Friday, March 9, 2012

Blueberry Compote

I made another tofu cheesecake last weekend and wanted to make it a little more festive so I decided that a blueberry compote would make it delicious. It's super fast, easy, and you only need 3 ingredients.

Ingredients [6 servings]:
4.4 oz container of blueberries
1 tablespoon brown sugar
1 teaspoon honey
(optional) 1/4 teaspoon vanilla
(optional) pinch of salt (really brings out the flavors)
Add all of the ingredients to a saucepan, stir, and let it heat up over low heat until a few blueberries burst, juices come out, and they look glossy.
Serve over cheesecake, vanilla ice cream, or any other dessert that deserves it.

Thursday, March 8, 2012

Kimchee Jun (Pancakes)

Kimchee pancakes make a great appetizer or snack. My sister and I still fight over the pieces with the most kimchee in them (that rivalry began when we were kids) because they're just so delicious. It's an easy and quick recipe that only takes 10 minutes to complete.

Ingredients [makes 2 large pancakes or 4 small pancakes]:
1 cup flour
1 egg
1/3 cup water
1/4 teaspoon salt
1/2 cup chopped kimchee
2 tablespoons Korean hot pepper paste
Oil for frying

Take all of the ingredients, minus the oil, and stir together until it forms a batter. Add more water if it's too stiff.
Add a bit of oil to a frying pan over medium heat and spoon in the batter and spread it out using the back of a spoon or spatula. Let it cook for three minutes before flipping over. Finish cooking on the second side for 1 to 2 minutes.
Serve and enjoy.

Wednesday, March 7, 2012

Fish Tacos

Remember I said I'd do more posts on fish dishes? I love fish tacos - they're fresh, flavorful, and delicious.

Ingredients:
FISH
1 filet per person - tilapia, snapper, cod or any fleshy, firm, white fish is good
lime juice
paprika
TORTILLAS
SALSA
4 plum tomatoes
1 clove garlic
1 tablespoon chopped cilantro
1/4 cup finely chopped red onion
1/2 teaspoon salt
1/2 tablespoon lime juice
1/2 jalapeno
GRILLED CORN
AVOCADO
1/2 avocado per person
1 tablespoon lime juice
1/2 teaspoon chili powder
CILANTRO
ONION

Tuesday, March 6, 2012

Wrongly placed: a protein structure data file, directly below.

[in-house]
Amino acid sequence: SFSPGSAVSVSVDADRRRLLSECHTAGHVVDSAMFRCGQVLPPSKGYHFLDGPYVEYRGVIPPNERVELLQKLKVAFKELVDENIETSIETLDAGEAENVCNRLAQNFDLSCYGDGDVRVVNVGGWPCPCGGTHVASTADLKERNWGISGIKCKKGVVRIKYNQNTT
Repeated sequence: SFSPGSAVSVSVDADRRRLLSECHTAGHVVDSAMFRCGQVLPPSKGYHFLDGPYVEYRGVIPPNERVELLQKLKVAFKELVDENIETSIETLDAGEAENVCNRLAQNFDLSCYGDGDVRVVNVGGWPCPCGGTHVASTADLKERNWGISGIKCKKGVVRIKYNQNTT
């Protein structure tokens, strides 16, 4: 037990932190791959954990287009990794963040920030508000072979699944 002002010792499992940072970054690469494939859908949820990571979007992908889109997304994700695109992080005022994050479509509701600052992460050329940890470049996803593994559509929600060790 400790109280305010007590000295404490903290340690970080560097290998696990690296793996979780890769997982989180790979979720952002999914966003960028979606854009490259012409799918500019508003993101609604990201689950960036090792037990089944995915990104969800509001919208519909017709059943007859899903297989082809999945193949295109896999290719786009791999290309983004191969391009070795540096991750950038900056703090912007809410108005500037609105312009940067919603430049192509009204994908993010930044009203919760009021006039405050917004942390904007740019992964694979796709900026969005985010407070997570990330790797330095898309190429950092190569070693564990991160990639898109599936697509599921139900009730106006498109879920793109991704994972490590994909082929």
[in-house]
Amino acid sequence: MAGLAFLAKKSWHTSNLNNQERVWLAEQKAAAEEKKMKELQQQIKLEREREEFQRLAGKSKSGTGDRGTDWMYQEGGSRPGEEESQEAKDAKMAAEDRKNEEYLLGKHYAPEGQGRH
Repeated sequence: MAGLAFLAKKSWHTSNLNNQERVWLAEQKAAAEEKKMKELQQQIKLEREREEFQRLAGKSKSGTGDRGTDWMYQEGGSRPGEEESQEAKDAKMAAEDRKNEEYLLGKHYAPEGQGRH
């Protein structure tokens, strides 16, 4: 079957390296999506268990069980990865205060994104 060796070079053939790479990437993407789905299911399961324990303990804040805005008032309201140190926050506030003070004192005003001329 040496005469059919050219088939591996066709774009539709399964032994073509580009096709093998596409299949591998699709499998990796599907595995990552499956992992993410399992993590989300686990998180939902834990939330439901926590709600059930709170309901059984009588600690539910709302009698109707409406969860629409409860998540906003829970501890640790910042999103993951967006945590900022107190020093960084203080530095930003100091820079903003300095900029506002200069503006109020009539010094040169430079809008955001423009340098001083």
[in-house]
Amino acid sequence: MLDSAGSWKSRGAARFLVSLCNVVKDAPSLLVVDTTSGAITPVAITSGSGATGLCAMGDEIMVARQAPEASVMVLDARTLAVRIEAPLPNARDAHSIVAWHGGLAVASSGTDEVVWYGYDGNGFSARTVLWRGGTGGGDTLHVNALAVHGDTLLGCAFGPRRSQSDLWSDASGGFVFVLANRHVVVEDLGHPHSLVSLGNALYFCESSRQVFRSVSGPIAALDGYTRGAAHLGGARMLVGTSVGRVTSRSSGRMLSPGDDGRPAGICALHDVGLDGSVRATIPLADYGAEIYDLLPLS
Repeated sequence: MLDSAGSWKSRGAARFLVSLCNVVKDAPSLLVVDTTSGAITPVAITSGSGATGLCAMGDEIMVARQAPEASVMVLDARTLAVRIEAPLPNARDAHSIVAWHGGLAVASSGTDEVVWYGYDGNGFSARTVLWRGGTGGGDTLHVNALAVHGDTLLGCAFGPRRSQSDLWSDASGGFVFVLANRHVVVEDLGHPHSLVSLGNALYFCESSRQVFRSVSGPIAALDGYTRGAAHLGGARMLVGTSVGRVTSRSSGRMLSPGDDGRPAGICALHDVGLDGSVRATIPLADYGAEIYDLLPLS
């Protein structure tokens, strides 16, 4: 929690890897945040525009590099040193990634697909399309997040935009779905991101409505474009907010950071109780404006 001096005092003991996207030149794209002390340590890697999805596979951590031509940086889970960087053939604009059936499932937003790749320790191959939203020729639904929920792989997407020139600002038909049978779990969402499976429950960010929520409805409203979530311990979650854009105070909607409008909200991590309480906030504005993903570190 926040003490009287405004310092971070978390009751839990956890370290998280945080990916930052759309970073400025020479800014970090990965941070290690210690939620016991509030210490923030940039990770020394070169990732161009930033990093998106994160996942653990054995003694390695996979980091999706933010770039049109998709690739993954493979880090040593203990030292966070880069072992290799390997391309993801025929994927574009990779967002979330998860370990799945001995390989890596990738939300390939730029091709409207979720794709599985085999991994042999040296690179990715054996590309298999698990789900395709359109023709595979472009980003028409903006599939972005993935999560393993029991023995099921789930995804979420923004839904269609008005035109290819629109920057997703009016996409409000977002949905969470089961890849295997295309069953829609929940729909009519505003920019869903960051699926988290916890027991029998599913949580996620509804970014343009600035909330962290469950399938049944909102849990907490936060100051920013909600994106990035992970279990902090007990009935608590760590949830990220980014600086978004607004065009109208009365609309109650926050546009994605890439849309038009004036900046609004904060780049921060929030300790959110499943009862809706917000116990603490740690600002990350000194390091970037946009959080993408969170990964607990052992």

Vegetable Soup & Sandwich

I love having soup and a sandwich for lunch in the winter. It's hearty and comforting and warms my insides. I especially love grilled vegetables on a sandwich and I particularly love vegetable soup.

Ingredients [serves 4 to 6]:
1 aubergine or eggplant
1 corn cob
3 or 4 kale leaves
1 potato
1 bell pepper
1 zucchini
1 carrot or handful of baby carrots
2 or 3 cloves of garlic
2 cans of vegetable broth (each can is 16 oz)
1 can of diced tomatoes (16 oz)
1 small can of lima beans (8 oz)
2 cups water
1/2 teaspoon salt
1 teaspoon black pepper
1/2 teaspoon crushed red pepper flakes
1/2 teaspoon oregano
5 or 6 basil leaves
lots of olive oil
1/4 cup of pasta (something small that works well in soup)

+ 1 loaf of french bread
+ 4 tablespoons of goat cheese
+ 1 teaspoon balsamic vinegar
+ 3 or 4 basil leaves
+ 1/4 teaspoon black pepper

Monday, March 5, 2012

Korean-Style Pork Ribs

These ribs are an ode to my mom. She used to make these as a treat for my sister because she was a picky eater as a kid. However, my sister did love barbecue sauce so she loved these ribs.

Ingredients [serves 4]:
1.5 lb package of pork ribs
1/2 cup barbecue sauce
1/4 cup Korean hot pepper paste (gochujang)
1/2 teaspoon canola oil (or any neutral flavored oil)
1 jalapeno. halved and sliced
3 cloves garlic, chopped

To make the sauce, I started by chopping the garlic roughly and cutting the jalapenos into half-moons. Then I added a little oil to my saucepan along with the garlic and jalapenos. I let them cook for a little bit until the garlic started sizzle. Then I added in the barbecue sauce and hot pepper paste, stirred, and let the sauce simmer for 10 minutes. Because there's vinegar in the barbecue sauce, the jalapenos take on a pickled-flavor and they're so yummy.